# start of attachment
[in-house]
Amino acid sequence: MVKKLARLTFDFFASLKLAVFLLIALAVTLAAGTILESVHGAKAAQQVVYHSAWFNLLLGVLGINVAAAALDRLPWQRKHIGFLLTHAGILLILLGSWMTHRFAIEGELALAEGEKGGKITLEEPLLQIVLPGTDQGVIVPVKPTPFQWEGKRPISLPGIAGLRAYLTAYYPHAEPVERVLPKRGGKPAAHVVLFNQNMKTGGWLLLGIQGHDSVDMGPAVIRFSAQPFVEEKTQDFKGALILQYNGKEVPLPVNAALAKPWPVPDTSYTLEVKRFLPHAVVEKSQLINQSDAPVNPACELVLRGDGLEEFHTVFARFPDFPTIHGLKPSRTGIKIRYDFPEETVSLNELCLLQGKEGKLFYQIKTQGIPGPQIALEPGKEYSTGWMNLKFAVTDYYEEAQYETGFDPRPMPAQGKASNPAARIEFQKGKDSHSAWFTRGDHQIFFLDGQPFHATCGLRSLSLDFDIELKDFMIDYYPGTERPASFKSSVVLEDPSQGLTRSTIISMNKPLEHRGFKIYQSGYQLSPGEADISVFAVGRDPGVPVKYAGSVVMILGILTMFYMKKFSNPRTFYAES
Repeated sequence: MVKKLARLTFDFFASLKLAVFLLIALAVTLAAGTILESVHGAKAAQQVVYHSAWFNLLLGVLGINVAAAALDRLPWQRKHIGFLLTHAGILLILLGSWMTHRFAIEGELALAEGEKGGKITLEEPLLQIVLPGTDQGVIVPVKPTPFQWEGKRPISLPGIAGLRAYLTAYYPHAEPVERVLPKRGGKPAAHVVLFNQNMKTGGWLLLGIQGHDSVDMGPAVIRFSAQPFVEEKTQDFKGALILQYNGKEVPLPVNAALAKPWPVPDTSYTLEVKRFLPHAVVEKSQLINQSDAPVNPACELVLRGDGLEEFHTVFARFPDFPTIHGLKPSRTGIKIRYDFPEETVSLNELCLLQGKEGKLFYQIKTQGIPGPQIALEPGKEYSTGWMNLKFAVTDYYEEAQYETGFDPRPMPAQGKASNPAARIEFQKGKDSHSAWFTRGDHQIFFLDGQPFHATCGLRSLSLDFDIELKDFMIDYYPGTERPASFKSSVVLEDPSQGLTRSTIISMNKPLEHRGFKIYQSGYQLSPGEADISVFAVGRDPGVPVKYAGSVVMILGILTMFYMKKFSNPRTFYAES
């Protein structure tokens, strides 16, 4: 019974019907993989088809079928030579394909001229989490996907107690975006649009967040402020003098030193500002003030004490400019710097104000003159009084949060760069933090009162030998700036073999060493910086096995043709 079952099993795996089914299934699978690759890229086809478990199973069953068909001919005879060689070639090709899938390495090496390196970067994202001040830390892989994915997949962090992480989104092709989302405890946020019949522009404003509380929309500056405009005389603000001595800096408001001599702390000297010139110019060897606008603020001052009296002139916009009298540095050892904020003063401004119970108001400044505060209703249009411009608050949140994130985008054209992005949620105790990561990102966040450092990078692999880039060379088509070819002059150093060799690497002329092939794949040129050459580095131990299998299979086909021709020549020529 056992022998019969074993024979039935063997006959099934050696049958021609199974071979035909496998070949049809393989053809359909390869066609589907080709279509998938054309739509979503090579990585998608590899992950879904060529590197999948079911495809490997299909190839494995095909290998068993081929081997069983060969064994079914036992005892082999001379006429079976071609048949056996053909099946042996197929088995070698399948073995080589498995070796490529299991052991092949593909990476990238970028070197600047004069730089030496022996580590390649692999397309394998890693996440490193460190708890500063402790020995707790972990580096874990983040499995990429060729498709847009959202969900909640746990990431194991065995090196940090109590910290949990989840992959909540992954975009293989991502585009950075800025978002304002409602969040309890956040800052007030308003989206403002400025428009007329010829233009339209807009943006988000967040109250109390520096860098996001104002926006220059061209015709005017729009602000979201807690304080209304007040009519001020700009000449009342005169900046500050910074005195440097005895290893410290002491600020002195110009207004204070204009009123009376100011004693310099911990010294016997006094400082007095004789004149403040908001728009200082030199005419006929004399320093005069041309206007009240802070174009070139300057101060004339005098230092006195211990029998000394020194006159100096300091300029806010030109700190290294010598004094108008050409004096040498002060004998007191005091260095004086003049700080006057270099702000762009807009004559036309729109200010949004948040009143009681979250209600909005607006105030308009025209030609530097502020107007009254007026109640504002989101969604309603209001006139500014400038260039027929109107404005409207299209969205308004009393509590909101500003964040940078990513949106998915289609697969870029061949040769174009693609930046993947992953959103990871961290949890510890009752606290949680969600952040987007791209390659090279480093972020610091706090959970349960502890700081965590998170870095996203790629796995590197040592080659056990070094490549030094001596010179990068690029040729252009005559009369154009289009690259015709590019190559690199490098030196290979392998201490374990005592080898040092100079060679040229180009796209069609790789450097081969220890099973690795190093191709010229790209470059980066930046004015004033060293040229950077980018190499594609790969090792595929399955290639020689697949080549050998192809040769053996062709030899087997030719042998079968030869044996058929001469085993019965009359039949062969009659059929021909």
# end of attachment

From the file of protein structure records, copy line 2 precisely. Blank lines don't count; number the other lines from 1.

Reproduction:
Amino acid sequence: MVKKLARLTFDFFASLKLAVFLLIALAVTLAAGTILESVHGAKAAQQVVYHSAWFNLLLGVLGINVAAAALDRLPWQRKHIGFLLTHAGILLILLGSWMTHRFAIEGELALAEGEKGGKITLEEPLLQIVLPGTDQGVIVPVKPTPFQWEGKRPISLPGIAGLRAYLTAYYPHAEPVERVLPKRGGKPAAHVVLFNQNMKTGGWLLLGIQGHDSVDMGPAVIRFSAQPFVEEKTQDFKGALILQYNGKEVPLPVNAALAKPWPVPDTSYTLEVKRFLPHAVVEKSQLINQSDAPVNPACELVLRGDGLEEFHTVFARFPDFPTIHGLKPSRTGIKIRYDFPEETVSLNELCLLQGKEGKLFYQIKTQGIPGPQIALEPGKEYSTGWMNLKFAVTDYYEEAQYETGFDPRPMPAQGKASNPAARIEFQKGKDSHSAWFTRGDHQIFFLDGQPFHATCGLRSLSLDFDIELKDFMIDYYPGTERPASFKSSVVLEDPSQGLTRSTIISMNKPLEHRGFKIYQSGYQLSPGEADISVFAVGRDPGVPVKYAGSVVMILGILTMFYMKKFSNPRTFYAES